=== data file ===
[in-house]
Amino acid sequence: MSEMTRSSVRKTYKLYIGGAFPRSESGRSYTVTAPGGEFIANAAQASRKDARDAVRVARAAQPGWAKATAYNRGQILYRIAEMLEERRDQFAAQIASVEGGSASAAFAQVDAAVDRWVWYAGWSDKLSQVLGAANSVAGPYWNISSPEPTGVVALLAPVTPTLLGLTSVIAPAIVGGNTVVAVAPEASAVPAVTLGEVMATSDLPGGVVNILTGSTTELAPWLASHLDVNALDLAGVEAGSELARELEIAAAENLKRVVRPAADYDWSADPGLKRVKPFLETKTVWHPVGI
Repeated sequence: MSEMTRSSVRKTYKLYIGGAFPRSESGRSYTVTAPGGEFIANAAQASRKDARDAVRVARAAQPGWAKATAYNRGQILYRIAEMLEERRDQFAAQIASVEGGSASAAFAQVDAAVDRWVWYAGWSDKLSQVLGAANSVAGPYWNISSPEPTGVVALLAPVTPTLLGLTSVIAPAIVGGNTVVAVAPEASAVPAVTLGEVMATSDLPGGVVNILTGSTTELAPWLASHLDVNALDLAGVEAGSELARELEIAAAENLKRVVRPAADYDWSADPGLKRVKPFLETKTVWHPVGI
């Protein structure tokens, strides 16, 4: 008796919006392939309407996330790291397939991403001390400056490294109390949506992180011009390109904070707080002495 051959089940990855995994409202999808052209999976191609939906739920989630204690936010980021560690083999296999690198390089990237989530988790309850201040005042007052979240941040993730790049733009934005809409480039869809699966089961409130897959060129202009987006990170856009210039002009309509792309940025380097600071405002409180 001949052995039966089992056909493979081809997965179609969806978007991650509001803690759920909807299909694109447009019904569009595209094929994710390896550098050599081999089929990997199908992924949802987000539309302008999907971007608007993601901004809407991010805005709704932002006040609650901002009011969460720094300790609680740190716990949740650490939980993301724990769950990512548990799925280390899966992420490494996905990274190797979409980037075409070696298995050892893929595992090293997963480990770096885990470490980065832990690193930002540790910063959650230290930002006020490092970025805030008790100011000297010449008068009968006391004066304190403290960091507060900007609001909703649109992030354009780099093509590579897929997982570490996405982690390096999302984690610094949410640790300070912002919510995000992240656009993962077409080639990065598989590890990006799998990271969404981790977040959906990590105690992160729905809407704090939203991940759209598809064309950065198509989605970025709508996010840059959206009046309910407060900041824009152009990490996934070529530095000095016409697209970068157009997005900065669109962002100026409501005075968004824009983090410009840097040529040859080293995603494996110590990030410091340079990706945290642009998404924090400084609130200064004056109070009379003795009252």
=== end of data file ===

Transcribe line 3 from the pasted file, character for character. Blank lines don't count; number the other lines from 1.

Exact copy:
Repeated sequence: MSEMTRSSVRKTYKLYIGGAFPRSESGRSYTVTAPGGEFIANAAQASRKDARDAVRVARAAQPGWAKATAYNRGQILYRIAEMLEERRDQFAAQIASVEGGSASAAFAQVDAAVDRWVWYAGWSDKLSQVLGAANSVAGPYWNISSPEPTGVVALLAPVTPTLLGLTSVIAPAIVGGNTVVAVAPEASAVPAVTLGEVMATSDLPGGVVNILTGSTTELAPWLASHLDVNALDLAGVEAGSELARELEIAAAENLKRVVRPAADYDWSADPGLKRVKPFLETKTVWHPVGI